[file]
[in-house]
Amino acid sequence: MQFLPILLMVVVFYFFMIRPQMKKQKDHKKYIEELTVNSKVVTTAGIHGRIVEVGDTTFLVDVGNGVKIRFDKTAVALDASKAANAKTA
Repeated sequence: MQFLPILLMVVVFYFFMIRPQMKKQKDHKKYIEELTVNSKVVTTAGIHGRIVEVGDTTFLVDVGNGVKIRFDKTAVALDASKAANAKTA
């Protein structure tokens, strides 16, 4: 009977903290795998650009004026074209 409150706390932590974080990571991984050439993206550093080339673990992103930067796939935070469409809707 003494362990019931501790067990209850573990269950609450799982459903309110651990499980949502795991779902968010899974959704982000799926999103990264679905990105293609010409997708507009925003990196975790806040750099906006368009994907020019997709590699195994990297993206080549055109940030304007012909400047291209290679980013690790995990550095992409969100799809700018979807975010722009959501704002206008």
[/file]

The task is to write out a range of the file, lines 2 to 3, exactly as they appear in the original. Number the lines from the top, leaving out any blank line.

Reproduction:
Amino acid sequence: MQFLPILLMVVVFYFFMIRPQMKKQKDHKKYIEELTVNSKVVTTAGIHGRIVEVGDTTFLVDVGNGVKIRFDKTAVALDASKAANAKTA
Repeated sequence: MQFLPILLMVVVFYFFMIRPQMKKQKDHKKYIEELTVNSKVVTTAGIHGRIVEVGDTTFLVDVGNGVKIRFDKTAVALDASKAANAKTA